Factor Structure and Psychometric Properties of Zung Self-Rating Depression Scale in Women with a Sick Child

Authors

1 Azad University of Medical Sciences, Tehran, Iran.

2 Research Center for Addiction and Risky Behaviors, Iran University of Medical Sciences, Tehran, Iran.

3 Student Research Committee, Iran University of Medical Sciences, Tehran, Iran.

4 Neuromusculoskeletal Research Center, Department of Physical Medicine and Rehabilitation, Iran University of Medical Sciences, Tehran, Iran

5 Department of psychiatry, Qazvin University of Medical Sciences, Qazvin, Iran.

6 Assistant Professor Community Medicine, Metabolic Diseases Research Center, Research Institute For Prevention Of Non-Communicable Diseases, Qazvin University Of Medical Sciences, Qazvin, Iran.

7 Masaudeh babakhanian, Behavioral sciences Ph.D student . Semnan University Of Medical Sciences, Social Determinant Of Health Research Center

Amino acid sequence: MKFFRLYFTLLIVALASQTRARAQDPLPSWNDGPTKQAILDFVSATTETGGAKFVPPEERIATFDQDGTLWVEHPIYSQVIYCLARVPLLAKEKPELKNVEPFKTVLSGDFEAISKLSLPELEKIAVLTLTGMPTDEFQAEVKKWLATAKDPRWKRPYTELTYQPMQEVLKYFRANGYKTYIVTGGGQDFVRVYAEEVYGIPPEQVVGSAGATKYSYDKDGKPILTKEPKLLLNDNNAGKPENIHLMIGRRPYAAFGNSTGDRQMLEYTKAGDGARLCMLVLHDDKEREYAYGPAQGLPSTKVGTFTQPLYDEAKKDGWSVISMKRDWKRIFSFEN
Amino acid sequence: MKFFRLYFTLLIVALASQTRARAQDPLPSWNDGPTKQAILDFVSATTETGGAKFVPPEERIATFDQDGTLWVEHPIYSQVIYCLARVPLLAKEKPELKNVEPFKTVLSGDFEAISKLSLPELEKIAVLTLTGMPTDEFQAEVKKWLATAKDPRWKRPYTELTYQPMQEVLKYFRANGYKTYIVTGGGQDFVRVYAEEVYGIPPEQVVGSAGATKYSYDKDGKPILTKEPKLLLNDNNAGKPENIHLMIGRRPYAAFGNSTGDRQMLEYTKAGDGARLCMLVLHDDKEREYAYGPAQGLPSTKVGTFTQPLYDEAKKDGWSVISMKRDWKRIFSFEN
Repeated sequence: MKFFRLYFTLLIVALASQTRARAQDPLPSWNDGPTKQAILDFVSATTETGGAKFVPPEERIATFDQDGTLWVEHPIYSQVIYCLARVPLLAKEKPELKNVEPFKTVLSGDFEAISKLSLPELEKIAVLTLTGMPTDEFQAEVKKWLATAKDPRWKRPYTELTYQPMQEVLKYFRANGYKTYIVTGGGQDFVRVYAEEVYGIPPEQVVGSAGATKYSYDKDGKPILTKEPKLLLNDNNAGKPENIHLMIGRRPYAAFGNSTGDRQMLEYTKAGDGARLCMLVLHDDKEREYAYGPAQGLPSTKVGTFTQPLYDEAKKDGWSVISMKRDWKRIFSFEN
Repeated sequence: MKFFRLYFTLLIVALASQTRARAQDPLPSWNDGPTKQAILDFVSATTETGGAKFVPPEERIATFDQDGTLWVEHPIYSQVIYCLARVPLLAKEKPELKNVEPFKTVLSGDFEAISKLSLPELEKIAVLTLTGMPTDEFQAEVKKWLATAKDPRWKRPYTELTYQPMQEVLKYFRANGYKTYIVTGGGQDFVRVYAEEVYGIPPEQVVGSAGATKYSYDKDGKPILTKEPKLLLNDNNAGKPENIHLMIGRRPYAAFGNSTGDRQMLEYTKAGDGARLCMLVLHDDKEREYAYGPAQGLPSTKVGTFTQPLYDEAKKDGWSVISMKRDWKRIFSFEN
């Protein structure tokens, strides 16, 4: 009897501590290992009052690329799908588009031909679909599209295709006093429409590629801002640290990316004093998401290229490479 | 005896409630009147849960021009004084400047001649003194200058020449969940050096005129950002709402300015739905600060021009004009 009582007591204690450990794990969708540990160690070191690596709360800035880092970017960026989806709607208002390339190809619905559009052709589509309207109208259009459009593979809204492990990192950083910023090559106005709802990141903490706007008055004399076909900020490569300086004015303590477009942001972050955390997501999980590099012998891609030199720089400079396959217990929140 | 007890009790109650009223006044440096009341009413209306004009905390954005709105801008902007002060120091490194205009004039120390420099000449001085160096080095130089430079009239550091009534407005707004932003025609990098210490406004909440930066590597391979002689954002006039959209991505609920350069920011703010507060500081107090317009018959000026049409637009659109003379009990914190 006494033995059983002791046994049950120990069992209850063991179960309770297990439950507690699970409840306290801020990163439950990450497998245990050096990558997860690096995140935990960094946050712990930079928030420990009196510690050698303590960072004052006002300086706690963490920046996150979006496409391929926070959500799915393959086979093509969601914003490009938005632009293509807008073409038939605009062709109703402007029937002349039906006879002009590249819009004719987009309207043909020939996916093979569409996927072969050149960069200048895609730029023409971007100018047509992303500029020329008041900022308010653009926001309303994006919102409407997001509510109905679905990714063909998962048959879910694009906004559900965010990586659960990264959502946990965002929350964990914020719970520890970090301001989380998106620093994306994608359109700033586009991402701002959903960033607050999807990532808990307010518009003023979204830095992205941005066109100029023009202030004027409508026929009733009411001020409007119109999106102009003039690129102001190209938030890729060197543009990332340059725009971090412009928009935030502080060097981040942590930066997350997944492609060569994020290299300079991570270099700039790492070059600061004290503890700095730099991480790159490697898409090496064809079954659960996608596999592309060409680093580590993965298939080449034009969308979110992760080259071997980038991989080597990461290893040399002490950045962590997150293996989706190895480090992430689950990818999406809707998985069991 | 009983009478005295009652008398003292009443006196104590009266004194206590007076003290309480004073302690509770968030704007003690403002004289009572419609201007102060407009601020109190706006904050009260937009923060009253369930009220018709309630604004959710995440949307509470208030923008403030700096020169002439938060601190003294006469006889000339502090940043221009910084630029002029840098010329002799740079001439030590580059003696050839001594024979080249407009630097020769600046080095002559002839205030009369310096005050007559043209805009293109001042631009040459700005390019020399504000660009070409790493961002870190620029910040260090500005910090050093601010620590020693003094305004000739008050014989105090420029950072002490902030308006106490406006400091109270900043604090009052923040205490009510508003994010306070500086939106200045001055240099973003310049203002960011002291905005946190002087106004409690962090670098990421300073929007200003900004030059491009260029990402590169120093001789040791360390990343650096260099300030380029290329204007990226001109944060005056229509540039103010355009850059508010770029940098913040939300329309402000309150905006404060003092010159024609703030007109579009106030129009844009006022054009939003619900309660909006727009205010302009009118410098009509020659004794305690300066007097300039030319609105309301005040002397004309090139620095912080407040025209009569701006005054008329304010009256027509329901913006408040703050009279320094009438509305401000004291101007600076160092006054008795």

8 Orthopedic Resident, Department of Orthopedic, Kerman University of Medical Sciences, Kerman, Iran.

9 Student Research Committee, Kerman University of Medical Sciences, Kerman, Iran.

Abstract

Background
Considering the necessity of using a valid and reliable tool to assess depression in women and the lack of similar tools in Iran, the purpose of this study was to investigate the psychometric properties of the Zung Self-Rating Depression Scale (ZSDS) with an emphasis on factor analysis among Iranian women with sick children.
Materials and Methods
In the cross-sectional psychometric study, 102 eligible women were selected by multistage cluster sampling from various environments such as healthcare centers, hospitals, and public and private institutions, who completed the ZSDS. The reliability of the questionnaire was assessed using test-retest and internal consistency, and its validity was tested by confirmatory factor analysis (CFA).
Results
Cronbach's alpha coefficients for the total scale were equal to 0.73, and high test-retest reliability indicated the appropriate reliability of ZSDS. The CFA results indicated a poor fit of the model in determining the factors as initially expressed in ZSDS. After removing six questions with low factor loadings and freeing the covariance error between the two questions, the model was adequately fitted (CMIN/DF= 1.3, CFI= 0.92, TLI= 0.90, GFI= 0.89).
Conclusion
Based on our study, the ZSDS is convenient for identifying clinically significant depressive symptoms among women with sick children.

Keywords